By Marina Menéndez Quintero
A CubaNews translation.
Edited by Walter Lippmann.
NOT in vain Nicolás Maduro, a candidate of the Bolivarian forces who seeks re-election, has said that the main task of another term will be in the economy.
This Sunday’s elections in Venezuela are taking place under a foreign siege rarely seen, largely responsible for the narrow economic and financial situation, while the lack of supplies, rising prices and emigration are being manipulated to blame the Bolivarian executive for a crisis that it has not created, but that other war.
In addition to the U.S. sanctions, which have been preventing transactions with the main Venezuelan company – PDVSA – since August. There has been pressure from a European Union that is questioning the presidential elections along with more than a dozen Latin American nations, which are also following a political strategy forged in Washington: to ignore and illegitimize the elections, the only way which the Bolivarians can peacefully defeat the conspiracy against their political, economic and social system.
And the age-old U.S. gamble to justify armed aggression has been defeated, so far. Thus, the falcons also have their sights set on the elections.
At the international level, their appetites found a fence in the countries of the Caribbean and the members of ALBA which, within the framework of the OAS, have prevented the completion of the interventionist stratagem based on the allegation of a “lack of democracy” in Venezuela.
That speech was later accompanied by questioning of the calling of these presidential elections, under the argument – equally invalid and interfering – that they were premature. After using the issue to attack Latin American and Caribbean unity with the formation of the anti-Venezuelan Lima Group, ago the OAS three weeks ago still called for an extraordinary meeting of its executive council to implement new measures of punishment against Caracas.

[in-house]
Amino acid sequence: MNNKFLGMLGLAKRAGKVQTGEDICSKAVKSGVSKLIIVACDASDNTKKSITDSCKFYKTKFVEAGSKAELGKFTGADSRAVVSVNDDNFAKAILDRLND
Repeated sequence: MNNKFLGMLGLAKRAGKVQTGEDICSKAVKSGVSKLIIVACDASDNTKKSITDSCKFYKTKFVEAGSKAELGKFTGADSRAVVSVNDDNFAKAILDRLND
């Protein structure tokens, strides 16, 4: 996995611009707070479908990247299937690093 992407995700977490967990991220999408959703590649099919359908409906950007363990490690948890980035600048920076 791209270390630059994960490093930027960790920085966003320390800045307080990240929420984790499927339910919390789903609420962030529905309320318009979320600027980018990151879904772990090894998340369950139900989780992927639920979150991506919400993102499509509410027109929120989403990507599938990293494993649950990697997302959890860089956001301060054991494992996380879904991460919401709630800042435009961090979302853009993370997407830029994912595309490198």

Of course, such a position used as a breeding ground the most twisted right-wing opposition within the Mesa de la Unidad Democrática (MUD). Their leader, Julio Borges, served the diners a snack on a plate with the frustration of the dialogue he had with the government in the Dominican Republic at a time when, as he said, the agreements were ready.
It could not be surprising that these U.S. acolyte parties, after the lists of candidates for the presidency came out, were absent. It was the only way they had of calling the electoral tournament illegitimate. Now they now accuse it of being fraudulent, since three opposition candidates (Henry Falcón, from Avanzada Progresista-AP, Movimiento al Socialismo-MAS and the Partido Socialcristiano-Copei; Reinaldo Quijada, from Unidad Política Popular 89-UPP89; and Javier Bertucci, independent) inflicted a defeat on them when they registered [to participate] in the electoral battle against Maduro.
But their reluctance to nominate candidates could also have another cause: the division of positions in the face of some elections that some of the MUD parties rejected and others wanted to embrace, which is why they could not be able to run with a single candidate either.
Meanwhile, the imperial desire for intervention encountered decisive obstacles, from Venezuela’s borders inwards. These included in the lucidity and courage of the more than eight million citizens who, in July 2017, came to vote for the Constituent Assembly and in whom, later, they gave a large majority to the candidates of “Chavismo” during the gubernatorial elections, and in that of mayors.
They stopped the Manichean discourse of imperialism and those who join it, about the alleged political isolation of Nicolas Maduro within the country. What “dictatorship” was that?